Continuing to excel in TV movie roles, Tom Selleck brings an easygoing charm to this surprisingly well-crafted crime yarn, whose bare-bones plot provides the framework for a crackling-good drama. Based on the Robert B. Parker novels, “Stone Cold” is so smoothly put together it’s not much of a stretch to foresee it becoming a series of movies or even an episodic drama, inasmuch as the title character fits Selleck like a comfortable old Hawaiian shirt.
Director Robert Harmon somehow brings suspense to a story that almost immediately reveals the identity of the killers, a yuppie couple murdering local inhabitants of the New England town of Paradise for sheer sport. The slayings are a first for the fishing hamlet, which fortunately has an ex-big-city police chief, Jesse Stone (Selleck), who despite battles with booze and a penchant for womanizing still knows how to crack a case. As for a B plot, Jesse also seeks to solve the rape of a teenage girl (Alexis Dziena) who is reluctant to testify.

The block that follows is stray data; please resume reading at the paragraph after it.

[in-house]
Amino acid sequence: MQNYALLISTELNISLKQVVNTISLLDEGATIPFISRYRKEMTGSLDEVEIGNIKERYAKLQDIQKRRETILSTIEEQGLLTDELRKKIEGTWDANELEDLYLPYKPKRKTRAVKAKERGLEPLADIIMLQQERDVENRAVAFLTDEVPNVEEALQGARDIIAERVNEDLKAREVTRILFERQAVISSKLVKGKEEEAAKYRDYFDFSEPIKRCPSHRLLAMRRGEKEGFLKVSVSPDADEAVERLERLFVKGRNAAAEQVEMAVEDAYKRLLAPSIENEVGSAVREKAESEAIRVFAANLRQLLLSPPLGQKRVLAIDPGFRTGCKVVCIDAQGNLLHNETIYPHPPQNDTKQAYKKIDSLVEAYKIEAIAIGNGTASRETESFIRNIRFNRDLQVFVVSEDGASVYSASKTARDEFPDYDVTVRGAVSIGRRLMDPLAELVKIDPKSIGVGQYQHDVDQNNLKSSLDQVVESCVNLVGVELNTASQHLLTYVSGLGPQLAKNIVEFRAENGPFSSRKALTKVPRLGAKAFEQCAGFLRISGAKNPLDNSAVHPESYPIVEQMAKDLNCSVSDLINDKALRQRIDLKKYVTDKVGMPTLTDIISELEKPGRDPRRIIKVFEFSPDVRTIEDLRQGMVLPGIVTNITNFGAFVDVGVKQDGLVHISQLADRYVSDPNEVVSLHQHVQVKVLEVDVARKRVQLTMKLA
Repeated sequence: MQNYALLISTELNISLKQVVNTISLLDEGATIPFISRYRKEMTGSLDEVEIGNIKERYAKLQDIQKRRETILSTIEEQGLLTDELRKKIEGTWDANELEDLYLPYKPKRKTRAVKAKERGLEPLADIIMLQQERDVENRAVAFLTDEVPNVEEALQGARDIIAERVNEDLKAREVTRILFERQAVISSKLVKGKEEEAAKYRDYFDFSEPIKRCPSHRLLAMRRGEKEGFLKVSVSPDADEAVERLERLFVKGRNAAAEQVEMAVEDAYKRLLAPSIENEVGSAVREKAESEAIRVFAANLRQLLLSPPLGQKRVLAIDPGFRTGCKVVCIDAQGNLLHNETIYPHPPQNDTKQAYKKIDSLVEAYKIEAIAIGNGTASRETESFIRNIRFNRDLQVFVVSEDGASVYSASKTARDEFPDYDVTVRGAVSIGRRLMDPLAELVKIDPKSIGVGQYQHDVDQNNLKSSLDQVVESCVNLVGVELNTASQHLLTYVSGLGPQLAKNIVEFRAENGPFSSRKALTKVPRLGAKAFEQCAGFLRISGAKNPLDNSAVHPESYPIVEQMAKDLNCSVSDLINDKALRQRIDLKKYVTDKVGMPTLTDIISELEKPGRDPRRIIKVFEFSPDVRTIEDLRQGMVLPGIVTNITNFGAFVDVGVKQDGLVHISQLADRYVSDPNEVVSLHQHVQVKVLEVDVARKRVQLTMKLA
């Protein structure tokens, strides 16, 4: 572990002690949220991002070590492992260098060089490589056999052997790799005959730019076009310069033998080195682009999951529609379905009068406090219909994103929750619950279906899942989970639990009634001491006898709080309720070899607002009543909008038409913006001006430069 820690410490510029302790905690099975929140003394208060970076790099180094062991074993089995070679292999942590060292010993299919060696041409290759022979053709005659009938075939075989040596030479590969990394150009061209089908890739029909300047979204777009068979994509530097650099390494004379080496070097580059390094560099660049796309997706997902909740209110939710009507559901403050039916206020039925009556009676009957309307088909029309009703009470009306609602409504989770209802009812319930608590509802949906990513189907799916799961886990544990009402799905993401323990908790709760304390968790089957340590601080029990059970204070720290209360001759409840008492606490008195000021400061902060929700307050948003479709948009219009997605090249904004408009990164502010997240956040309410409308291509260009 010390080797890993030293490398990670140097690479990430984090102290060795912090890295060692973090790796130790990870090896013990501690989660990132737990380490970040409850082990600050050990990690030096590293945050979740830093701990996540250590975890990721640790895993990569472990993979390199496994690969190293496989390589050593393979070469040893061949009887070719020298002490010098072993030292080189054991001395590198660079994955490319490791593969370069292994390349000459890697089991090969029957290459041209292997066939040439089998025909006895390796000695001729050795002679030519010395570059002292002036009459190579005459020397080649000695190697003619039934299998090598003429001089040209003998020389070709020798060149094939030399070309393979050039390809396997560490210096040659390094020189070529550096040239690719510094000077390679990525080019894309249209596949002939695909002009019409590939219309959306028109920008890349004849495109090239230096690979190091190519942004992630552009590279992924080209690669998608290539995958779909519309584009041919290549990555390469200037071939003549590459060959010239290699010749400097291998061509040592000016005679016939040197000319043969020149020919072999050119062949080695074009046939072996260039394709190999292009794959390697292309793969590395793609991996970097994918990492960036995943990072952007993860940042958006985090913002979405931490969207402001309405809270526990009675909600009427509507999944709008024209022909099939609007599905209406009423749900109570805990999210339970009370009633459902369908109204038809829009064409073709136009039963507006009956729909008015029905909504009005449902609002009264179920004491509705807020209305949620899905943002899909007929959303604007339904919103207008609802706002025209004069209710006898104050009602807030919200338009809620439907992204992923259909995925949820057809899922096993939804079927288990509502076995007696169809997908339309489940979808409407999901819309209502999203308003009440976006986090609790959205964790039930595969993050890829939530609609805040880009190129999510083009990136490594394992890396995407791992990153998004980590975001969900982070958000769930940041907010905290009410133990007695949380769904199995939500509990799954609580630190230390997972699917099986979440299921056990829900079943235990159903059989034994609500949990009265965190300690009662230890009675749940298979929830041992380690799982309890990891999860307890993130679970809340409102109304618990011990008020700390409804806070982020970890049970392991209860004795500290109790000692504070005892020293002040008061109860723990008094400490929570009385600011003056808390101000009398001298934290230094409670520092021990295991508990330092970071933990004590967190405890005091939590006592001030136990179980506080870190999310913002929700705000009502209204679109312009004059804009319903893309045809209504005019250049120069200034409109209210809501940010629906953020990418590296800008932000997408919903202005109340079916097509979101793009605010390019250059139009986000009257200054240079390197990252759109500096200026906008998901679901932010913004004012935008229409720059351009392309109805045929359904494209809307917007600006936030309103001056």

Surly and sardonic, Stone zeroes in almost instantly on the culprits in each instance but must go through a process to bring ’em to justice, flanked as he is by relatively inexperienced personnel. He also begins a flirtation with an attractive lawyer (Mimi Rogers) defending one of the accused rapists.
The dialogue by John Fasano and exec producer Michael Brandman is economical and sharp, and Selleck instills just the right degree of world-weariness and detachment in his character, delivering most lines with an eyebrow slightly arched. Moreover, the actor (who also played a grizzled cop for CBS in last year’s mini “Reversible Errors”) has aged enviably well, looking as if he could still credibly be tooling around the islands as Magnum, P.I.
Pic also features nicely drawn supporting work from Viola Davis as one of his deputies as well as Jane Adams and Reg Rogers, who bring a creepy quality to the predatory husband and wife, transforming murder into a form of foreplay.
Beyond the exploitative-sounding title, this is a first-rate production from top to bottom — tough, old-fashioned and spare. While it’s not the kind of movie that resonates much past its airdate, all involved can derive satisfaction from having taken Parker’s novel and nailed it, stone cold.